Filling the NFL Coaching Vacancies
Here’s how the six openings rank in order of attractiveness, and why…
No. 6 San Francisco
Jed York appears to be the Bay Area’s new Al Davis; his managerial behavior has bordered on outright erratic. The 49ers’ next coach will be their fourth in 25 months. York started with one of the game’s most-coveted coaches, Jim Harbaugh, replaced him with one of the league’s least-known, Jim Tomsula, and now has run off one of the game’s most unique, Chip Kelly. If you’re not a believer in Kelly’s approach, fine. But that only means you believe York blundered a year ago, when Kelly was hired. The opinion here: barring things we don’t know, the mistake was made in firing Kelly. On film, Kelly’s plan and approach this season was very apparent and at times well crafted; the roster lacked the right players.
That’ll be the case for whoever has this job next. Because in addition to a young CEO with no decipherable plan, this onetime marquee franchise also comes with no passing-game weapons and looming questions along the offensive line. But hey, an optimist might call that a blank slate.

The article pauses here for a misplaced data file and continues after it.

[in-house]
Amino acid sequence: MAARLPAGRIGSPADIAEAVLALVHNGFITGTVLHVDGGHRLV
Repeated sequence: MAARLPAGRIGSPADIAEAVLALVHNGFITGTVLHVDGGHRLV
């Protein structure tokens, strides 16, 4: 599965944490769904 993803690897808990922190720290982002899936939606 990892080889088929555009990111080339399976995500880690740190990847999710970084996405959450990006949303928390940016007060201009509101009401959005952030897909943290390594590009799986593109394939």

An optimist would also cite San Francisco’s defense. It wasn’t healthy down the stretch and had a poor season overall, but it offers some intriguing young building blocks in linemen DeForest Buckner and Arik Armstead, along with defensive backs Jimmie Ward and Eric Reid.
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Best Fit for 49ers
Sean McDermott, Panthers’ defensive coordinator
Given the questions about this franchise, the Niners will probably have to settle for a head-coaching candidate whose stock is down. This could be a great opportunity to snatch one in McDermott, whose defense just had a disappointing season. McDermott is one of the most respected young defensive schemers in football. He’ll be a more appealing hire if he can attach a reputed offensive coordinator to his name.